This study draws from data collected in the context of a randomised controlled trial (RCT) in which 246 patients participated to compare the effects of IHT and CAU. The trial was registered in the international clinical trials registry platform (ID NTR6151) and the Dutch Union of Medical-Ethic Trial Committees approved the study design (The Medical Ethics Committee of VU University Amsterdam #NL55432.029.16). The design, rationale and outcome of the RCT has been presented elsewhere [22]. This study has been performed in accordance with the Helsinki Declaration as revised in 1989.

Patients and procedure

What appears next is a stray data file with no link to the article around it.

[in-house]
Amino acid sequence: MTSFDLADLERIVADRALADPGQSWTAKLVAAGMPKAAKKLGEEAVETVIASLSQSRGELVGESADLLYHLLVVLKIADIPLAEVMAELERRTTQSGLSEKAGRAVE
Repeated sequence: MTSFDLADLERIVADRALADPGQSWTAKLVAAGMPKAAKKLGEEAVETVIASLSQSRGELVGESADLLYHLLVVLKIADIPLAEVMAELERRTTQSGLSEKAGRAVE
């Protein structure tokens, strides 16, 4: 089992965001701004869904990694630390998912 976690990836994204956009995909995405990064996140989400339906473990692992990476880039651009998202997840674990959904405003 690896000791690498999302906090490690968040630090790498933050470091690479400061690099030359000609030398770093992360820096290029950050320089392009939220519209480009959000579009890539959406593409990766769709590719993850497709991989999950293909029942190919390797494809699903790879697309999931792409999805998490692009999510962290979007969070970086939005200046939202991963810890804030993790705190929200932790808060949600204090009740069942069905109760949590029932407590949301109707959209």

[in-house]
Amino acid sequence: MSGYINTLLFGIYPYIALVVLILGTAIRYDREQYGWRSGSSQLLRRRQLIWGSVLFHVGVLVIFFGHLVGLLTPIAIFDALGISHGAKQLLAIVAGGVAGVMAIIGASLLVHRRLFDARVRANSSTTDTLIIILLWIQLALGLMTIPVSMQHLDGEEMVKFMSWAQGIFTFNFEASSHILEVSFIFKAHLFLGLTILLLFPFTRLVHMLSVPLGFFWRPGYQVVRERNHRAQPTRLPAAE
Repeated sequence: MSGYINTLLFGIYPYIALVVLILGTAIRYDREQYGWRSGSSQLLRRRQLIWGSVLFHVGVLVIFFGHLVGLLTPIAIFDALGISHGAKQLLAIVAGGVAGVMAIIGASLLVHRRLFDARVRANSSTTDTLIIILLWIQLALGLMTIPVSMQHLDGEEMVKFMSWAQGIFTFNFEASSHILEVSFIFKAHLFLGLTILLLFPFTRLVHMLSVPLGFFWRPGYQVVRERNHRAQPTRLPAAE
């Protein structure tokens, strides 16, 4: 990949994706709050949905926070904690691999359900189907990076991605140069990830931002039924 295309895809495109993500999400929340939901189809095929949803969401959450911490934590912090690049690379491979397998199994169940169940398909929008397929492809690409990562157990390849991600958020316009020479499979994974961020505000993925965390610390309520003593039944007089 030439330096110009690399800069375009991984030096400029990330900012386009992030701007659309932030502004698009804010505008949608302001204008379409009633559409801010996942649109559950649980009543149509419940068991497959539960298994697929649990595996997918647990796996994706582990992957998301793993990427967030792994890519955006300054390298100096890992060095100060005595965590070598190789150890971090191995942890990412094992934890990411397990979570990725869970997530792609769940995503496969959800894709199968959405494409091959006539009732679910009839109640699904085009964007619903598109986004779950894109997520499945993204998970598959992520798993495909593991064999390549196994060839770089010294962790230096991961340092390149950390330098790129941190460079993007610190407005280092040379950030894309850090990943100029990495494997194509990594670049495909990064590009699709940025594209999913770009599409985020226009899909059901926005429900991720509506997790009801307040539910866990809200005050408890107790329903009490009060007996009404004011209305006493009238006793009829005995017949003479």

Patients were enrolled from two mental health organisations that provide high-intensity psychiatric care in the city of Amsterdam. Patients were recruited by IHT teams and from psychiatric wards between November 2016 and November 2018. Patients included in the RCT were 18 to 65 years of age, experiencing an acute psychiatric crisis severe enough to warrant hospital admission as indicated by a psychiatrist, having been diagnosed with at least one DSM-IV-TR or DSM-5 disorder (not primarily a substance use disorder), and residents of Amsterdam, the Netherlands. Patients were excluded if they lacked basic knowledge of the Dutch language, were homeless, or had previously received IHT. Moreover, patients who receive (Flexible) Assertive Community Treatment care ([FACT) were excluded as they already receive ongoing care [23]. These (F)ACT teams can up-scale their care by providing more frequent house visits when the patient’s condition deteriorates.